Fraxel Laser – A Trio of High-Tech Skin Rejuvenation Treatments
Sun damage, dark spots, old acne scars, large pores, wrinkles — are these signs of aging staring back at you when you examine your face in the mirror? Whether your skin damage is mild, moderate or severe, the Fraxel laser may help.
Fraxel is a laser skin rejuvenation treatment that resurfaces your outer skin, erasing imperfections. It also encourages the production of collagen, a protein found in connective tissue. Collagen is instrumental in maintaining firm, youthful, healthy-looking skin, but its production drops off as we age. The result is clearly visible lines, folds and wrinkles.
Fraxel laser skin rejuvenation is a non-invasive technique that affects only about 20 percent of the facial skin exposed to it. It works by creating tiny wounds in the dermis, the dense inner layer of skin where collagen is produced; the top layer of skin (epidermis) remains undamaged. As the dermis heals itself, old skin cells are sloughed off and collagen regeneration occurs, resulting in improved skin tone, appearance and elasticity.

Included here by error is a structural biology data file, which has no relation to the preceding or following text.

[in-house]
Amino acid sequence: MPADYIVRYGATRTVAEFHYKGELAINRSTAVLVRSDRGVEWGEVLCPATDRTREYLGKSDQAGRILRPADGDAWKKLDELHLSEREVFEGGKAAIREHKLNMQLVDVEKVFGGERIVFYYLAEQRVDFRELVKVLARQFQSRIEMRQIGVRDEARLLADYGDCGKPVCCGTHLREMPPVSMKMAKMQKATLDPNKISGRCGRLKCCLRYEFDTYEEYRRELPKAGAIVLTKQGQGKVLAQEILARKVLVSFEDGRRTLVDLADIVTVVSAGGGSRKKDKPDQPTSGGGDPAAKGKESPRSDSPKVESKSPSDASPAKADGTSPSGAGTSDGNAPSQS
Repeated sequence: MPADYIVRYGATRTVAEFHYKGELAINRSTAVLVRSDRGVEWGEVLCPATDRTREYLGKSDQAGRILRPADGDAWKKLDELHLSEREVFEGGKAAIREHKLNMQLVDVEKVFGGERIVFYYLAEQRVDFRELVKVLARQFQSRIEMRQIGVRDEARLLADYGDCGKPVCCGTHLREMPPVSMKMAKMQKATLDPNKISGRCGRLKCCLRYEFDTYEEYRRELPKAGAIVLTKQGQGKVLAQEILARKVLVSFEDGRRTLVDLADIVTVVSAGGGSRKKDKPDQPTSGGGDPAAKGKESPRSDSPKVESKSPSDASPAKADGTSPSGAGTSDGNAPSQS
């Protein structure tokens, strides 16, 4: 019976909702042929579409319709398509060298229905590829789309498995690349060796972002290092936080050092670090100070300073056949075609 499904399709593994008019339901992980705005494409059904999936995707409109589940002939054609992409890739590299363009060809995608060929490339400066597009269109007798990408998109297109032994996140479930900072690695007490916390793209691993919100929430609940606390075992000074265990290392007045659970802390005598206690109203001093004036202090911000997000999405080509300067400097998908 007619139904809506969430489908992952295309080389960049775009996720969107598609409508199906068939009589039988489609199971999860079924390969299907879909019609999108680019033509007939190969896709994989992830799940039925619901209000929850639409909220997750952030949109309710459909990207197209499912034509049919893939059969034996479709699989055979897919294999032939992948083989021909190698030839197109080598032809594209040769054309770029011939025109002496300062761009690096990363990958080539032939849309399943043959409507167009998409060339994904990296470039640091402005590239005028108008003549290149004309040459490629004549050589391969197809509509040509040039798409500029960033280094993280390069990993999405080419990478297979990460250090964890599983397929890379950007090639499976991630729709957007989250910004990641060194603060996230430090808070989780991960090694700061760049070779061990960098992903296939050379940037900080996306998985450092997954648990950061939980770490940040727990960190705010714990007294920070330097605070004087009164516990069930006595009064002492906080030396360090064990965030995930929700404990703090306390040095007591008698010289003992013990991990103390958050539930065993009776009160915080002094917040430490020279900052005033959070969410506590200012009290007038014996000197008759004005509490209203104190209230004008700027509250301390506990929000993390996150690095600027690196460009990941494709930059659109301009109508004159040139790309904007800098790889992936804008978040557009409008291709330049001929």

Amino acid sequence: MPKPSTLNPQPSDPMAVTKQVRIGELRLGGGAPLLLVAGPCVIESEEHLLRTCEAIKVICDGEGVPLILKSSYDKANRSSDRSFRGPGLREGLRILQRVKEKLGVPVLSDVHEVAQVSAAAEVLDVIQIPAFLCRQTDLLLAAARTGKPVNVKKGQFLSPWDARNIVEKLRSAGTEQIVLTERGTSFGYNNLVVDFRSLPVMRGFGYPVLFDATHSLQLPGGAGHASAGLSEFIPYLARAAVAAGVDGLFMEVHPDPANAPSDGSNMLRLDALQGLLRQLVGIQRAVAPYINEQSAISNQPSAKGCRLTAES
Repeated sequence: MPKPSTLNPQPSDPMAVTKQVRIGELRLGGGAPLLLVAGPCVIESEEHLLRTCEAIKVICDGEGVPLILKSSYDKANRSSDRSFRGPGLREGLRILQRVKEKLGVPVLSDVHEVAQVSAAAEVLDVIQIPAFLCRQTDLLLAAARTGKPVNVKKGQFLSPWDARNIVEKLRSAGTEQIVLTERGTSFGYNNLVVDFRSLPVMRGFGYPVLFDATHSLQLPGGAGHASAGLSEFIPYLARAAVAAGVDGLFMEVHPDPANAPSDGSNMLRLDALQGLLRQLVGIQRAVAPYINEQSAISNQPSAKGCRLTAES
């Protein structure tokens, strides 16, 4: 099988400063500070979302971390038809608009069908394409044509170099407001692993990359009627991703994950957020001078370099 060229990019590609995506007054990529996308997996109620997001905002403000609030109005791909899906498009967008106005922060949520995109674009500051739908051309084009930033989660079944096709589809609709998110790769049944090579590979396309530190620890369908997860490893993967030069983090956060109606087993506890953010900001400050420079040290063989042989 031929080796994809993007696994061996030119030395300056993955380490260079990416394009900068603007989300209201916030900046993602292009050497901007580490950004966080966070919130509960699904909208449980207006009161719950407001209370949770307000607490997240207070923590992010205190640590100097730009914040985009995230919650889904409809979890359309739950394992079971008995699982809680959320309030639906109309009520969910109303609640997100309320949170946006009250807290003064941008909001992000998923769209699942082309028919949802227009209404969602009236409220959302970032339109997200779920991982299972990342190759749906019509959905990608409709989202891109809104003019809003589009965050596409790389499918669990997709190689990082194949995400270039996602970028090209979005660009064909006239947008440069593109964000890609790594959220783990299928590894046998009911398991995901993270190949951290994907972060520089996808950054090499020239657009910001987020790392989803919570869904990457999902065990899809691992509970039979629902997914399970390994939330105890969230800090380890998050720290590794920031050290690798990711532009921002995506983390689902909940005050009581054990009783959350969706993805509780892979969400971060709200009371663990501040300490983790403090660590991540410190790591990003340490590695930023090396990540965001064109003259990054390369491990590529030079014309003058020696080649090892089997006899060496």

The Fraxel laser is approved by the U.S. Food and Drug Administration for a number of rejuvenating treatments for the face, neck, chest and hands. Fraxel is not the only laser that uses “fractionated” technology to resurface and rejuvenate your skin. There are several others. The main difference among them is in the wavelength of light that they emit during treatment.
Three Levels of Treatment
There are three varieties of Fraxel laser treatment. They vary in aggressiveness, downtime, number of procedures needed, after-treatment wound care, and results.
Fraxel re:fine is the gentlest version and is used for prevention and maintenance. This superficial fractional, non-ablative cosmetic procedure staves off the signs of aging by treating minor skin damage, including fine lines around the eyes, age spots, pigment irregularities (hyper- and hypopigmentation) and uneven skin tone. Fraxel re:fine may require four to six treatment sessions; discomfort is mild, downtime is minimal.